Golf Injuries

Four common foot problems that may affect your golf swing?

Golf is an excellent form of exercises.  As it is a non-contact sport, it has a relatively low risk of injury.  Like any sport, injuries do happen.  Foot and ankle injuries are the third most common injury (after back and wrist & elbow) and account for 12.9% of golfing injuries.  Injuries more common in men than in women.

It’s all about the swing.

Over 46% of golf injuries happen during the golf swing.  Repetitive actions cause most.  When damage does occur, over 60% of those injured will eventually seek medical attention


Stress fracture 

Repetitive sporting activities can cause a stress fracture.  Pain is initially very mild. Altering or stopping the repetitive action prevents the pain from getting worse.  Often you will notice that your shoes become tighter, due to swelling that accompanies stress fractures.

Lateral ligament injuries

Twisting your ankle during your golf swing can cause injury to the ligaments on the outside of either ankle.  Warm-up properly to prevent damage to the soft tissues.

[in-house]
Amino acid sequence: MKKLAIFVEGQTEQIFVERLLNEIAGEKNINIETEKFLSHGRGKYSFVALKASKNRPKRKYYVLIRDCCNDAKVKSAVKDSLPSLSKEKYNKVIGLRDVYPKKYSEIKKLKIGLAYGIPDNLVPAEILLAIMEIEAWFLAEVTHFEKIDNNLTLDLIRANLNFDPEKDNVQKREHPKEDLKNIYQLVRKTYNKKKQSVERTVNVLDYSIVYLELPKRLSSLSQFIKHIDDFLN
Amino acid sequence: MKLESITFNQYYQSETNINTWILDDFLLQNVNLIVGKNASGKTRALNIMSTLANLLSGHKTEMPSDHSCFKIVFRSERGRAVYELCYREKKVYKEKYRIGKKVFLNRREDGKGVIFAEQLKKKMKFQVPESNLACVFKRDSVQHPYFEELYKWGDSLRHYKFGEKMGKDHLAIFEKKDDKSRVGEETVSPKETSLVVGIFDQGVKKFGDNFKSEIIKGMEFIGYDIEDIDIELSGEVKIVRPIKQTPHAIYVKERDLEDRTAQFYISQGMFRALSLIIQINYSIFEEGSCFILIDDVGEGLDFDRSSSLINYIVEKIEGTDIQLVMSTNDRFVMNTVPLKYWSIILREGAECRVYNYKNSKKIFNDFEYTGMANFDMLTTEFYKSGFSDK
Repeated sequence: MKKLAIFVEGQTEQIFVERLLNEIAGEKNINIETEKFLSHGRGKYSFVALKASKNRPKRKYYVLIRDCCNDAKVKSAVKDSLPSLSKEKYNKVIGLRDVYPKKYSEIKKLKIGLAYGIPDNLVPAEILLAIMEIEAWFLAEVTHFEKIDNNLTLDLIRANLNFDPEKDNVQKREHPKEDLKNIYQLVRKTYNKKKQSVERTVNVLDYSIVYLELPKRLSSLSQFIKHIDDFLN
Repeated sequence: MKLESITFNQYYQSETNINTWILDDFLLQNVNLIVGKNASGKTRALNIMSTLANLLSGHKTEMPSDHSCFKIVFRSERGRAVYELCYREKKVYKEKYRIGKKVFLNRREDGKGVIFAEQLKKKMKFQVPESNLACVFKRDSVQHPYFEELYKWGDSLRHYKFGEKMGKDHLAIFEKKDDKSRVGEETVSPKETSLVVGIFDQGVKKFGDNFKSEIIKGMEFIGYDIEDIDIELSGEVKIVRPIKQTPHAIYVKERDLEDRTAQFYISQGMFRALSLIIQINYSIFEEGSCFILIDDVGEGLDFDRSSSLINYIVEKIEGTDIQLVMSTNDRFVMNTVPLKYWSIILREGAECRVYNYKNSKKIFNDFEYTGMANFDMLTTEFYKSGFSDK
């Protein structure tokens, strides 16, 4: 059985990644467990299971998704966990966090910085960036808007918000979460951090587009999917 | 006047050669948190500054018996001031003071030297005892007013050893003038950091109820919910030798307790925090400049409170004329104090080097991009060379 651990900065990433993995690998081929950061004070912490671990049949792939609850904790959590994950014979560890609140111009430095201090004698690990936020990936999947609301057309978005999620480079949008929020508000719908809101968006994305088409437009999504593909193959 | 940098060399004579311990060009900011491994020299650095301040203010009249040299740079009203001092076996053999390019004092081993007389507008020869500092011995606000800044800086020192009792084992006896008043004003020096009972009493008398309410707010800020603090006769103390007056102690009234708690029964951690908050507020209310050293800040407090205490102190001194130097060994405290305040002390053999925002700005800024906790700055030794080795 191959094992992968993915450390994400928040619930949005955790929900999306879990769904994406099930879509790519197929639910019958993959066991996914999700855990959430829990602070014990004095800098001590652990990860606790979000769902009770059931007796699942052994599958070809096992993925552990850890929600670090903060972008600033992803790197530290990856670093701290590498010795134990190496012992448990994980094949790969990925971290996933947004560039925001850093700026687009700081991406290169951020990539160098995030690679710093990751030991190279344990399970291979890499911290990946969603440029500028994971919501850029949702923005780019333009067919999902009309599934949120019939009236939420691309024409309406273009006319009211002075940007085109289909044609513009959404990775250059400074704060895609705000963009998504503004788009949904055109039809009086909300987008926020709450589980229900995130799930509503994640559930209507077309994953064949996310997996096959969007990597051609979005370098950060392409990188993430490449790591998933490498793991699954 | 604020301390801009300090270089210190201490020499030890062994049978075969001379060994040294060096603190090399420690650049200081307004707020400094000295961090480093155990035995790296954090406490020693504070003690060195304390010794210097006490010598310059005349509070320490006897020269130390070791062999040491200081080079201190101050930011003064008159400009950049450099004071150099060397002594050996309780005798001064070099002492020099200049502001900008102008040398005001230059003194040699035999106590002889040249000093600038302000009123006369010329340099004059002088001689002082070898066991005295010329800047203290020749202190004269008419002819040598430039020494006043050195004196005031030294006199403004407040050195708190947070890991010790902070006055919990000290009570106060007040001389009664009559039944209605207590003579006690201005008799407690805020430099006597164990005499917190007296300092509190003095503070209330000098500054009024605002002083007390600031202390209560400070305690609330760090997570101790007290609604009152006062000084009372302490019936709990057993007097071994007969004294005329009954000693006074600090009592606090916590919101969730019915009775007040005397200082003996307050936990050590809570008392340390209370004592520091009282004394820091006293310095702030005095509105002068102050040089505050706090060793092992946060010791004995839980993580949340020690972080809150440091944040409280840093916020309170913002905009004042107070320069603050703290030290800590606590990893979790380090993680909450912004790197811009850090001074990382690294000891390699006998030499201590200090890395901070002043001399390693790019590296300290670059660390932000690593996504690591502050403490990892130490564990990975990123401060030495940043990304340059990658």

RICE (rest, ice, compression and elevation) will settle most injuries.  Ankle braces can be helpful.  Analysis of your swing and gait analysed may reveal increased force on the ligaments.  Physiotherapy can help.  You should get any persistent pain or instability that frequently affects your swing checked out.  A scan will show how bad the damage to the ligaments is.

Chronic injuries that have plateaued can benefit from keyhole surgery and reconstruction of the ligaments.

Painful arch

The ‘power drive’ can put significant downward force on the inside of the ankle and midfoot of the lead leg.  The pressure can cause pain on the inside of the foot or ankle during your golf swing.  Repetitive injury to two of the structures that help support the arch of the foot, the posterior tibial tendon (PTT) and the Spring ligament, can be damaged, resulting in pain and a limp.

Ankle Arthritis

A previous ankle injury usually causes this. It is most common in people between 50 – 65. Using a golf buggy can reduce the amount of walking that you need to do. Pain, particularly going up hills or playing the bunkers, maybe an early sign of wear and tear. Custom insoles can help. For more advanced disease, Total Ankle Replacement (TAR) or Ankle Fusion may be an option.

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